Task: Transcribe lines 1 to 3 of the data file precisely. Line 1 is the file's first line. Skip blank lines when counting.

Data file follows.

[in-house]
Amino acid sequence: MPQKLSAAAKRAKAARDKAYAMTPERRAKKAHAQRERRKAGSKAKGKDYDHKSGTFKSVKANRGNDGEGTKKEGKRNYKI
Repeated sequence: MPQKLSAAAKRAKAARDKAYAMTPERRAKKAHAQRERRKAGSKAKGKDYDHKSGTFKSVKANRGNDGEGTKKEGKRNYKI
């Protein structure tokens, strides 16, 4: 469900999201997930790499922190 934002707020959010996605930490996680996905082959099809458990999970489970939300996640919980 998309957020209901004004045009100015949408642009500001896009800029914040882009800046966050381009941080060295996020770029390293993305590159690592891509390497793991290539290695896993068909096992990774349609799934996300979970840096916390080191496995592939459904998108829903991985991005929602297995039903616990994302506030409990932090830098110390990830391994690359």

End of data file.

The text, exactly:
[in-house]
Amino acid sequence: MPQKLSAAAKRAKAARDKAYAMTPERRAKKAHAQRERRKAGSKAKGKDYDHKSGTFKSVKANRGNDGEGTKKEGKRNYKI
Repeated sequence: MPQKLSAAAKRAKAARDKAYAMTPERRAKKAHAQRERRKAGSKAKGKDYDHKSGTFKSVKANRGNDGEGTKKEGKRNYKI